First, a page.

So I'm waiting for my morning class a few days back, stealing a little time to read something that doesn't require I slap a grade on it when I'm finished, and there's some dudes huddled campfire style in the college lounge.
They have a guitar, a slicknew Ovation. They're playing a hiccup of a song here, another hiccup there, and handing it around. They are bent on impressing each other and anyone within ear shot. That's fine and good. But I wasn't paying much attention to these guys and their perfect Ovation, their desperate craving for audience.
The security guard I'd often passed in the halls had moved from his usual spot by the elevator and was now just outside this circle of hip cats.
So now I'm watching this guard, a sixty-something man standing quiet as a church mouse and listening. Whatever strange radar I have activates, and I make my way over to him. No introductions, not just then. We cut right to it. Music. He plays mandolin, I play guitar. He grew up Old Regular with only singing and no instruments and I grew up watching my old man play a 1967 Silvertone in church bands with as much amplification as he could find outlets for.
He tells me he's Chester Moore. I introduce myself. Then he tells me he built his own mandolin. It's in the trunk of his car. Would I like to see it?
Merry Christmas to me.
While my students waited five minutes into class for me to show up, I stood in the parking lot and listened to Chester play. I listened for as long as I could.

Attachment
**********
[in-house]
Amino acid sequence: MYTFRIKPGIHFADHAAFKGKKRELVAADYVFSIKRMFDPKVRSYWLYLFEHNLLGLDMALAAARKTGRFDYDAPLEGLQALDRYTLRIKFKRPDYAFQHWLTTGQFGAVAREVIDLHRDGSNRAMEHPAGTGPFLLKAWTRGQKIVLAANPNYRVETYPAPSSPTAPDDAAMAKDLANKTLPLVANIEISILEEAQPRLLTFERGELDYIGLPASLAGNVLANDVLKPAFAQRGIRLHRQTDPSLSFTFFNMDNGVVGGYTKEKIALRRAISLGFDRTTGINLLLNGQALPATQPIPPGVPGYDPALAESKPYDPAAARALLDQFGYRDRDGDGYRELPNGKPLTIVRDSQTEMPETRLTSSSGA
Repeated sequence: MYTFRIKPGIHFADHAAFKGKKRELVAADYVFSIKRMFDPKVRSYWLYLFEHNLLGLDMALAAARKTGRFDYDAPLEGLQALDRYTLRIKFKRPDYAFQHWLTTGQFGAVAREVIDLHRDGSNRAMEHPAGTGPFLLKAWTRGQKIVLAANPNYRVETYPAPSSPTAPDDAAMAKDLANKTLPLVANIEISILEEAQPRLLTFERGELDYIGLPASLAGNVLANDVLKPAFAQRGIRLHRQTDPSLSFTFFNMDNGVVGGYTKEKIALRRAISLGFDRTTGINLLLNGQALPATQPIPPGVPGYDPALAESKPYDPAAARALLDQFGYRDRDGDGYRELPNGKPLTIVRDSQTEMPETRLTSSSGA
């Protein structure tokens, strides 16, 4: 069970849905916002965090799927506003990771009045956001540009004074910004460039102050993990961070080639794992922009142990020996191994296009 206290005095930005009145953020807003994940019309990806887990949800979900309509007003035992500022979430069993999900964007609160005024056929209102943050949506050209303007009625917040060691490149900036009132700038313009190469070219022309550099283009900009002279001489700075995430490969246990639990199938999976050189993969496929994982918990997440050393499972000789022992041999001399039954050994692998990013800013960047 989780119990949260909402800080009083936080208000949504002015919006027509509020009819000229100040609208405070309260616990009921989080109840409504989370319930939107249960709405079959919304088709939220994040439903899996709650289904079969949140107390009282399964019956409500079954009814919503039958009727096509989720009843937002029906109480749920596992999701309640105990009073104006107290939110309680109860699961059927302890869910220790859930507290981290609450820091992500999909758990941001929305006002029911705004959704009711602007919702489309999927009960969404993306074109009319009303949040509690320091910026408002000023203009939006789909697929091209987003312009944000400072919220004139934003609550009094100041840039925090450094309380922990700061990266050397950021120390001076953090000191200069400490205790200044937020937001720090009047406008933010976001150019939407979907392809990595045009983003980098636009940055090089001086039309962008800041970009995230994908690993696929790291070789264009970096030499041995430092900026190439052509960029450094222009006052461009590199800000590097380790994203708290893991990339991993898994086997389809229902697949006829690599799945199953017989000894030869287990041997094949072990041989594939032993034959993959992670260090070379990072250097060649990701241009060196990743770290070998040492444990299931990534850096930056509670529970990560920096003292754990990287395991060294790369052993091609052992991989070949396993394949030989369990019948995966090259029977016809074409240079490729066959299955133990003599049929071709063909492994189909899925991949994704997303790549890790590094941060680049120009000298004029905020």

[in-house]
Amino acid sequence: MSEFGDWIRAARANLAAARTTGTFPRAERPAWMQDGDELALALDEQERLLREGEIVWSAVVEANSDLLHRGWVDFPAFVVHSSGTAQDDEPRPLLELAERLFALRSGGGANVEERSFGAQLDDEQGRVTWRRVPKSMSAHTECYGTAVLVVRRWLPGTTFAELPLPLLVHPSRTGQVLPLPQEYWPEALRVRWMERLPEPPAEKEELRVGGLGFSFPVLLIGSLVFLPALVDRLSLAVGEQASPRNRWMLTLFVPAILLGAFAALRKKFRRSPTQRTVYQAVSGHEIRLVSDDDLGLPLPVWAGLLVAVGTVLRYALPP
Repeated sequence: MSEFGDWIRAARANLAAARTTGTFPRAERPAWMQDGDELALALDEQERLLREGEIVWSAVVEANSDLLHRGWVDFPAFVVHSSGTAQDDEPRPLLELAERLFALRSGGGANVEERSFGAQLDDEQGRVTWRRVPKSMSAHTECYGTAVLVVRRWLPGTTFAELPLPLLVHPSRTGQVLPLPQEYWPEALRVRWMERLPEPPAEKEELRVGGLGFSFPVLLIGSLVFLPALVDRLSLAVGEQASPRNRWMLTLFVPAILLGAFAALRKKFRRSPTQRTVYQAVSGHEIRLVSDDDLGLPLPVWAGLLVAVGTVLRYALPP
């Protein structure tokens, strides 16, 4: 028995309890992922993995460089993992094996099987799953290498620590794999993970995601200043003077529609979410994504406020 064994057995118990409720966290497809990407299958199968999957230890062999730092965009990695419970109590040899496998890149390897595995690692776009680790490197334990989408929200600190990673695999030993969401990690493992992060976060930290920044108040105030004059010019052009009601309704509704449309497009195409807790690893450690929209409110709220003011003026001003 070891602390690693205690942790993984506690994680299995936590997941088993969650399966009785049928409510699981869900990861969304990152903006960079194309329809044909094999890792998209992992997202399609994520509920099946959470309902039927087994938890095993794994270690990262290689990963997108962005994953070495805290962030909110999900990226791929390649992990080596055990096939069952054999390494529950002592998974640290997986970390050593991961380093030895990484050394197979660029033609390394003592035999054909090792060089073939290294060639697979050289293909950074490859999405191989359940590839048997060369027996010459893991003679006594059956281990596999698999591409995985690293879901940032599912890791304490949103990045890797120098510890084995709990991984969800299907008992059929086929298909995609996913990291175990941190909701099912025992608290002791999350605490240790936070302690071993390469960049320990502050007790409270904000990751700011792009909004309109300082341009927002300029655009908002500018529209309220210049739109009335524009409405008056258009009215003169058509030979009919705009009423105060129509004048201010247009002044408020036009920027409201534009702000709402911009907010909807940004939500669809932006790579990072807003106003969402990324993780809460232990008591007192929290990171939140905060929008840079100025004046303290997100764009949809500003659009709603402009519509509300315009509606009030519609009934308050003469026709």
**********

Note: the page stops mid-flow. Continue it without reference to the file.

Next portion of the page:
Monday, January 14, 2013
I was pleased to hear from K.L. Cook, a good friend and mentor of mine, with a tag for the Next Big Thing Blog Post extravaganza a couple weeks back. I was more than pleased to both hear from Kenny and to accept the invitation.
Kenny is the author of three award-winning books of fiction.
His most recent book, Love Songs for the Quarantined (Willow Springs Editions 2011), a collection of thematically linked stories, won The Spokane Prize for Short Fiction. His novel, The Girl from Charnelle (William Morrow 2006/Harper Perennial 2007), won The Willa Award for Contemporary Fiction and was named a Southwest Book of the Year and an Editor’s Choice selection from the Historical Novel Society, among other honors. Cook’s first book, Last Call (Nebraska 2004), a short story cycle chronicling three decades in the lives of a West Texas family, won the inaugural Prairie Schooner Book Prize in Fiction.
To learn more about Kenny, who served as a grand and generous mentor for my creative thesis while a grad student at Spalding University, please visit his website at klcook.net.